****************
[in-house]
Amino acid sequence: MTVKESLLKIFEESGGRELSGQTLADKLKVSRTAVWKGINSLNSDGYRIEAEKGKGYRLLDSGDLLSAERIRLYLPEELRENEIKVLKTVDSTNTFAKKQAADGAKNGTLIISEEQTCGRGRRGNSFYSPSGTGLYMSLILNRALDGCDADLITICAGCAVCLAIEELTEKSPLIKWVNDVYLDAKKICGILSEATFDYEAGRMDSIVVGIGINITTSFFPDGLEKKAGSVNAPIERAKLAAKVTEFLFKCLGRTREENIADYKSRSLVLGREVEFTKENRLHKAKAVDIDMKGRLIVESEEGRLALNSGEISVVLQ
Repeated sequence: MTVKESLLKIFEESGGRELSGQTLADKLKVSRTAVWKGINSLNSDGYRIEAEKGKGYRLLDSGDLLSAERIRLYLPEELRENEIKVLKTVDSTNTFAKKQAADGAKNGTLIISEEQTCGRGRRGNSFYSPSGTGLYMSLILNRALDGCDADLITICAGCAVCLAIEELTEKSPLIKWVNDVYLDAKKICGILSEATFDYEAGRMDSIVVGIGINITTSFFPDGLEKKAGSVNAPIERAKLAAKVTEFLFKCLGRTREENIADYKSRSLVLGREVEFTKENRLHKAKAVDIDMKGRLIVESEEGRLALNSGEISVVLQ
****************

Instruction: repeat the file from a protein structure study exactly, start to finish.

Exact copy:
[in-house]
Amino acid sequence: MTVKESLLKIFEESGGRELSGQTLADKLKVSRTAVWKGINSLNSDGYRIEAEKGKGYRLLDSGDLLSAERIRLYLPEELRENEIKVLKTVDSTNTFAKKQAADGAKNGTLIISEEQTCGRGRRGNSFYSPSGTGLYMSLILNRALDGCDADLITICAGCAVCLAIEELTEKSPLIKWVNDVYLDAKKICGILSEATFDYEAGRMDSIVVGIGINITTSFFPDGLEKKAGSVNAPIERAKLAAKVTEFLFKCLGRTREENIADYKSRSLVLGREVEFTKENRLHKAKAVDIDMKGRLIVESEEGRLALNSGEISVVLQ
Repeated sequence: MTVKESLLKIFEESGGRELSGQTLADKLKVSRTAVWKGINSLNSDGYRIEAEKGKGYRLLDSGDLLSAERIRLYLPEELRENEIKVLKTVDSTNTFAKKQAADGAKNGTLIISEEQTCGRGRRGNSFYSPSGTGLYMSLILNRALDGCDADLITICAGCAVCLAIEELTEKSPLIKWVNDVYLDAKKICGILSEATFDYEAGRMDSIVVGIGINITTSFFPDGLEKKAGSVNAPIERAKLAAKVTEFLFKCLGRTREENIADYKSRSLVLGREVEFTKENRLHKAKAVDIDMKGRLIVESEEGRLALNSGEISVVLQ